It’s 2020 and unless you’re Ron Swanson, the odds are high you’re dependent on the internet for many things. Banking, getting a ride home after a late night, filing your taxes, paying your friend back for pizza, managing your 401(k) ― the list goes on.
A lot of your personal information is out there, and a lot of bad things could happen should it ― and the accounts that safeguard it ― be divulged to the wrong people.
The good news is unless you’re Amazon head honcho Jeff Bezos, Saudi Crown Prince Mohammed bin Salman probably isn’t targeting you with elite hacking tools. Probably. You may have been targeted by a covert Saudi disinformation campaign on Facebook, though!
The more realistic threat to your personal information will arrive in a data breach. A corporate firm will fail to safeguard a database containing hundreds of millions of usernames, passwords and other private information you never realized you consented to their amassing in the first place. It’s a common enough occurrence that the term “breach fatigue” exists. (See incidents at Equifax, Experian, Target, LinkedIn and more.)
Another likely threat: A bad actor could lure you into divulging your password or inadvertently installing malware on your computer via a cleverly designed phishing email. Russia hacked John Podesta, chair of Hillary Clinton’s 2016 campaign, with one of these, giving Donald Trump a boost in his 2016 bid for the presidency.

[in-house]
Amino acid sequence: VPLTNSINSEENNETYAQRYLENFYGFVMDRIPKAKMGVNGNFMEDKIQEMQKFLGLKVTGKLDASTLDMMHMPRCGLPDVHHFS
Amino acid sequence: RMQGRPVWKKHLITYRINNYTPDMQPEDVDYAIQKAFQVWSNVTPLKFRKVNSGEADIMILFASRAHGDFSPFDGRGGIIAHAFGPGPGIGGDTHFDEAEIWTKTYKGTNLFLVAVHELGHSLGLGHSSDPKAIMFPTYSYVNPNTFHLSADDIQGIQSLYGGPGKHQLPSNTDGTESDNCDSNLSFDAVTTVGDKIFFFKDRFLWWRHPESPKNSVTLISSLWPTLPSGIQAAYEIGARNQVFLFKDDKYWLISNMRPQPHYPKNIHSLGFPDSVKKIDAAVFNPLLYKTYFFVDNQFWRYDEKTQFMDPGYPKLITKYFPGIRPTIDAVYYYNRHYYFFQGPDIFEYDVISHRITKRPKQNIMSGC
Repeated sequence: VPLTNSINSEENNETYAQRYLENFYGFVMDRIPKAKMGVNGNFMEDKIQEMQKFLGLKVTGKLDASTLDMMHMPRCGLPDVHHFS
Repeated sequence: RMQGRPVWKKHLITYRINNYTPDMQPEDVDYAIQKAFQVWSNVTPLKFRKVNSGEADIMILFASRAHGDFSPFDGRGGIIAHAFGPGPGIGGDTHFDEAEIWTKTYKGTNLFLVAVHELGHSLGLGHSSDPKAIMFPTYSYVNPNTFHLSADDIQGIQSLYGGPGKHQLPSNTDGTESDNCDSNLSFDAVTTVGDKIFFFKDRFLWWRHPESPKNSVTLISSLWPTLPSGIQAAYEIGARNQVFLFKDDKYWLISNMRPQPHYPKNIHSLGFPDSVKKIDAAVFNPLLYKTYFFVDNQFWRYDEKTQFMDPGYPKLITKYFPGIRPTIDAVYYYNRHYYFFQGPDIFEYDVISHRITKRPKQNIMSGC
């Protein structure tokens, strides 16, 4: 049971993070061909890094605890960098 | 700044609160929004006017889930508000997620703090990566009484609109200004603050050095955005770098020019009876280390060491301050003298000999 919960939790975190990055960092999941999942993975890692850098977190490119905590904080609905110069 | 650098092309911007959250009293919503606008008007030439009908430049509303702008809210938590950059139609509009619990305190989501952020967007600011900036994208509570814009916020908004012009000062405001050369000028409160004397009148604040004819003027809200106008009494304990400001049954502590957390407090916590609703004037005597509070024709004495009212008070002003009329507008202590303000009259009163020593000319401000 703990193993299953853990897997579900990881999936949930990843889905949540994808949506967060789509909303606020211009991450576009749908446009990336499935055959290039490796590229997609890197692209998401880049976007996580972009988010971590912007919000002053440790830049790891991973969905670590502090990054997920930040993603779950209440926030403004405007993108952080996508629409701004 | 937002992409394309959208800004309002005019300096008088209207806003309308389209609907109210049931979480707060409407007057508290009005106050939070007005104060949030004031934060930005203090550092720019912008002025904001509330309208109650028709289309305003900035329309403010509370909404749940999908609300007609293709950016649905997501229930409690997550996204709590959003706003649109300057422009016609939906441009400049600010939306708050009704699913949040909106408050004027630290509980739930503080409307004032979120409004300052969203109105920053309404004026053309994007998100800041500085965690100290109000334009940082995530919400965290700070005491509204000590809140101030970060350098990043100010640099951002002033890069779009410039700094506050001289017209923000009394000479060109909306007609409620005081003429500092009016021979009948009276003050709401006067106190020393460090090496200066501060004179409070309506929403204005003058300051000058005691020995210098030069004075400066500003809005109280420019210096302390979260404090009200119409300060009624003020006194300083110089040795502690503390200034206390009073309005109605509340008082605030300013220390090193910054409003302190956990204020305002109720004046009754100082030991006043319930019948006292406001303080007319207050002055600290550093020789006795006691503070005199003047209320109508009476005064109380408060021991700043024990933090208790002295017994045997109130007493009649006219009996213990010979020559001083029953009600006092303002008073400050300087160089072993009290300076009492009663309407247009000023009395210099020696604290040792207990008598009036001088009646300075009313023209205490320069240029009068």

It’s easier to protect yourself with a couple of simple steps now than to try to recover once the damage is done. So shake off that “it won’t happen to me” mantra and follow along. Here are the basic do’s and don’ts of online security.
Practice password common sense
Check to see if your email address has been involved in a breach at HaveIBeenPwnd.com, a database created by web security expert Troy Hunt. If your account has been compromised, you’ll want to change your login(s) to something new and unique. Even if it hasn’t, you should seriously consider changing your logins if it’s been a while.
Use different passwords for all of your logins. Reused passwords give attackers easy access to other accounts you use instead of keeping them siloed in one compromised account. On that note, it’s also better to avoid using the “login via Facebook” or “sign in with Google” buttons.
“Steer clear from using third-party platforms or social media profiles to log into accounts,” said Wendy Zamora, editor-in-chief of Malwarebytes Labs, a cyber threat detection and prevention company. “If a prompt asks you to sign in using Facebook or Twitter, best to create separate credentials — otherwise if that account is ever compromised, or your social media profile is hacked, any linked accounts could be compromised as well.”